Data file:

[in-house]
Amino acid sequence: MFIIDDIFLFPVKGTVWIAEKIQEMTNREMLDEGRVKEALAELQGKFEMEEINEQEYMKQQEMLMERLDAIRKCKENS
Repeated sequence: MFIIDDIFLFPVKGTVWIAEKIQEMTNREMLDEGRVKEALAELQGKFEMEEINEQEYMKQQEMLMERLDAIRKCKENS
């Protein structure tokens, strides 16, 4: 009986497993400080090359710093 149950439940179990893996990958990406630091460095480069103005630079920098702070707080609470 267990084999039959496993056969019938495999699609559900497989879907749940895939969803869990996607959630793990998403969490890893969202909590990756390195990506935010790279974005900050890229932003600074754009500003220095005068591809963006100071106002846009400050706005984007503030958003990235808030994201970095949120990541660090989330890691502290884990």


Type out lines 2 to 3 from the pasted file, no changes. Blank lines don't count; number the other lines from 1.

Amino acid sequence: MFIIDDIFLFPVKGTVWIAEKIQEMTNREMLDEGRVKEALAELQGKFEMEEINEQEYMKQQEMLMERLDAIRKCKENS
Repeated sequence: MFIIDDIFLFPVKGTVWIAEKIQEMTNREMLDEGRVKEALAELQGKFEMEEINEQEYMKQQEMLMERLDAIRKCKENS